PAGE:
Over recent years academic literary criticism has rapidly grown more and more arcane, less and less concerned to interest the intelligent non-professional reader, more and more prone to depend on smart but unexamined assumptions. Thus it can be claimed that the prestige of Shakespeare was a product of an imperialist effort that began in the eighteenth century, when it appeared that an increasingly large empire needed a correspondingly large imperial poet, whose fame should now be allowed to fade as the empire has faded. The superiority of Shakespeare over his contemporaries, to say nothing of all the other claimants, is mere hallucination, the result of assiduous brainwashing, and only now has it become possible for the gifted critic to see through the hoax.

This claim is sometimes accompanied by another, even more radical, which, in essence, denies that any one piece of writing can properly be thought more valuable than any other - denies, indeed, that there is any such thing as literary value, which is regarded as part of an aesthetic myth now at last identified as such. Of course these claims contradict each other, but both proceed from a determination to discredit what used to be thought of as literature - not just Shakespeare, but all of literature, a word often now regarded as no more than a monument to a dead idea.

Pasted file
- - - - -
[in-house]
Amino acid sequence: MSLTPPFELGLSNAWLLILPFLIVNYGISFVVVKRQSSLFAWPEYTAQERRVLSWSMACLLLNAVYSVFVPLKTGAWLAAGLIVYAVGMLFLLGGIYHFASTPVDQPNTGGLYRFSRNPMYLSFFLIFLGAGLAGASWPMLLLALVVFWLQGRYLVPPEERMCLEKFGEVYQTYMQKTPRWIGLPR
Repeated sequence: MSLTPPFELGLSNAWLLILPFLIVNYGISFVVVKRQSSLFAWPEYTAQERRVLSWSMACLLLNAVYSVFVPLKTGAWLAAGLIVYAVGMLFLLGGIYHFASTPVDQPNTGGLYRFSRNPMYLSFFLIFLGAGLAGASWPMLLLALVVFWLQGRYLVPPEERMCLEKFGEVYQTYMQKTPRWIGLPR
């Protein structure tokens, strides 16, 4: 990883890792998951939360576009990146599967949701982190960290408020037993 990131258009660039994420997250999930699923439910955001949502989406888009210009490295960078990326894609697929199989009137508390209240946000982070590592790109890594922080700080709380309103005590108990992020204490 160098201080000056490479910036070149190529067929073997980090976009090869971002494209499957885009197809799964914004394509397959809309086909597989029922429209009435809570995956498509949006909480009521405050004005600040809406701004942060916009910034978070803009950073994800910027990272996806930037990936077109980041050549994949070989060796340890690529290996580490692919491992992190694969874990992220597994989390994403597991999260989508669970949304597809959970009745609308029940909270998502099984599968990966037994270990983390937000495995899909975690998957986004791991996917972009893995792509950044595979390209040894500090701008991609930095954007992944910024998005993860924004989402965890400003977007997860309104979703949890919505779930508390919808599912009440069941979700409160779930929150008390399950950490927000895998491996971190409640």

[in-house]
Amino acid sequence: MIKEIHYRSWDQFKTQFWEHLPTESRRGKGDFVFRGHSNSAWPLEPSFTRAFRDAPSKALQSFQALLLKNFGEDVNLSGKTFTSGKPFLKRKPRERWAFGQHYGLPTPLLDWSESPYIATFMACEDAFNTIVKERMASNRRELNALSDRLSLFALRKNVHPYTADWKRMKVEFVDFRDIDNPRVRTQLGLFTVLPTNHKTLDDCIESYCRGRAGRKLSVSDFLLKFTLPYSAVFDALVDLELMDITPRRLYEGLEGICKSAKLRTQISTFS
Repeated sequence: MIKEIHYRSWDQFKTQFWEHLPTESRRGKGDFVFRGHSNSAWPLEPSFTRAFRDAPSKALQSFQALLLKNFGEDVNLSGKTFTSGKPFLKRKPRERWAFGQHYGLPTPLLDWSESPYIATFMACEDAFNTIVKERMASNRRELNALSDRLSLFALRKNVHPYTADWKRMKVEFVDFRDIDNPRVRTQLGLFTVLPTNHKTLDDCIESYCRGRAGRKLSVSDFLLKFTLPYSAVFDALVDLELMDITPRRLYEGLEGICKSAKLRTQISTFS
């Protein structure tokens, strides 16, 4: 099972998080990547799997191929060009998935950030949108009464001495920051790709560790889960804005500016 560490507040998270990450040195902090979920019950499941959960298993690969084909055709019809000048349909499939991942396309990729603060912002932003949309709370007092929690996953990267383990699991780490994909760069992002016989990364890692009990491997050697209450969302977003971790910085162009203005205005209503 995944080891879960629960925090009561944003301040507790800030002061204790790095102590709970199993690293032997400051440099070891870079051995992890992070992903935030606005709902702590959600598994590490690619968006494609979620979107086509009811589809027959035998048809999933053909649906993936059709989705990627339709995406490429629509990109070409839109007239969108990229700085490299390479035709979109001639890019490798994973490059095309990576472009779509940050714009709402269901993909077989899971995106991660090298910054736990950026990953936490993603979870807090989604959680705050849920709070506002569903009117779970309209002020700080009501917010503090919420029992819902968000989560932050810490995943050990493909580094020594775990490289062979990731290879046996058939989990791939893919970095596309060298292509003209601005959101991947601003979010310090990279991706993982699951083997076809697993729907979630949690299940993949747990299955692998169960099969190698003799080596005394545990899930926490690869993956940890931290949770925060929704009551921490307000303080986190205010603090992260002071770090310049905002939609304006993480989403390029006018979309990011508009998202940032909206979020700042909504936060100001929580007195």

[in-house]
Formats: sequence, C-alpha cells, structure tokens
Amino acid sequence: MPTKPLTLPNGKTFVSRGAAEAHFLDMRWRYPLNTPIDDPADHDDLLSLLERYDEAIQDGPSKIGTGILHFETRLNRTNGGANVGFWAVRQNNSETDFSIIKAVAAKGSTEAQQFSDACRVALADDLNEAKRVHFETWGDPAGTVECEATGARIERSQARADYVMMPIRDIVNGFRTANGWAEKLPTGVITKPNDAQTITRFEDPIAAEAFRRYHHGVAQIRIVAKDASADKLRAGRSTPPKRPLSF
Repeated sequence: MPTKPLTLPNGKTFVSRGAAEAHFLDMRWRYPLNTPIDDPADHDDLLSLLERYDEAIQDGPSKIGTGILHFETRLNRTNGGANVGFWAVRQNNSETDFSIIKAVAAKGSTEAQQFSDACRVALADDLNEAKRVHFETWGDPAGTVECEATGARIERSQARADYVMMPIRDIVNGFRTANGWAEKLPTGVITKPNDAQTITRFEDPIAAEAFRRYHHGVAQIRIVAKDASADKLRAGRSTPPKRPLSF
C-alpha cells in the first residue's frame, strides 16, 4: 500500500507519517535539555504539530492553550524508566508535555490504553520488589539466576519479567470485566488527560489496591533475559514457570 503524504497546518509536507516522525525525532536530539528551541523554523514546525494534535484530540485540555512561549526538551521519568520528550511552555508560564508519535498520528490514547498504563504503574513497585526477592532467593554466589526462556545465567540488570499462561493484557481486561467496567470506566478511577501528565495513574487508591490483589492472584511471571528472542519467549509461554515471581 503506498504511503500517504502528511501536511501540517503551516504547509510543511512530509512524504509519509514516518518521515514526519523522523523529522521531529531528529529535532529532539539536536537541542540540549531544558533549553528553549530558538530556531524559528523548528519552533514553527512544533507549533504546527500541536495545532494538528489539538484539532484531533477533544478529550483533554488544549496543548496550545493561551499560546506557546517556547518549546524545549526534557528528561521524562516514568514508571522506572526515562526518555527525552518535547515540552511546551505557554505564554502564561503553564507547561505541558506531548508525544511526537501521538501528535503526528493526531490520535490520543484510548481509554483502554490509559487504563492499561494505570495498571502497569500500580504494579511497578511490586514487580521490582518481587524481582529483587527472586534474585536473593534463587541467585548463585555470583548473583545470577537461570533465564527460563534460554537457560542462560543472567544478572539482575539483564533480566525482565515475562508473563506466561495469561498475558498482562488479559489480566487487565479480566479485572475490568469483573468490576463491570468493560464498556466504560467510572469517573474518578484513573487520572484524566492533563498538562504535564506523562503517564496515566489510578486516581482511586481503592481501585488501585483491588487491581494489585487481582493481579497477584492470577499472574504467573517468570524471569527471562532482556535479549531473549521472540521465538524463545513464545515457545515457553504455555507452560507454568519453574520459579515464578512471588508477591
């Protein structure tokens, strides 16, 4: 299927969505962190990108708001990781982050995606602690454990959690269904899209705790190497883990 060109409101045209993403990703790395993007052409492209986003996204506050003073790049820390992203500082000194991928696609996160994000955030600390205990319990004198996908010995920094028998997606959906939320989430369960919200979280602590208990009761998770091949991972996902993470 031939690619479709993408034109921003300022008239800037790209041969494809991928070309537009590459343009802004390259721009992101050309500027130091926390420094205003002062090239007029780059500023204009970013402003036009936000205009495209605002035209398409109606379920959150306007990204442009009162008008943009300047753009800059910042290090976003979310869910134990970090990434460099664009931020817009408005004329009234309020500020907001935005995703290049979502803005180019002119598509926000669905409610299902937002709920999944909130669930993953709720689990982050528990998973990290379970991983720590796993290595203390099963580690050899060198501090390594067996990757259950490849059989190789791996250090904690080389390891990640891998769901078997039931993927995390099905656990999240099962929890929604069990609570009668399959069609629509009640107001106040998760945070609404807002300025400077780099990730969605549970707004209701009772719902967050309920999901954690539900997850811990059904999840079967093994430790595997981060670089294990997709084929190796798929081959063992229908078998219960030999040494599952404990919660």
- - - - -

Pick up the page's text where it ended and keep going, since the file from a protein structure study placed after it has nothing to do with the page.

It is even said to be improper or at least archaic to make the simple assumption that an individual known as Shakespeare was in some obvious sense the author of the works attributed to him. This isn't the old Baconian or Oxfordian theory, but something far more sophisticated. The plays attributed to Shakespeare, it is argued, have no single author; they are the product of collaborations, of theatrical and printing-house practices and processes over which no one person had control. There is some truth in this, but the result of all these obscure activities are the plays that we, like his friends and first editors, Heminge and Condell, have known by the name of Shakespeare. It seems convenient to carry on doing so. 'Shakespeare' is a convenient label for the thirty-six or thirty-eight plays so long associated with the name. It even seems legitimate to divine in the plays the presence of a presiding personality; indeed it is almost impossible not to do so. This is common sense, and not, as the iconoclasts suggest, idolatry.

How are we to avoid idolatry on the one hand and iconoclasm on the other? The answer, it seemed to me as I began my book, was to redirect attention to Shakespeare's language. Critics who seek to define the exact historical position occupied by his writings, their response and resistance to the oppressive politics of his age (an important modern preoccupation) usually pay very little attention to his language, to his poetry, as if to do so would be to make a disastrous concession to an aestheticism they deplore.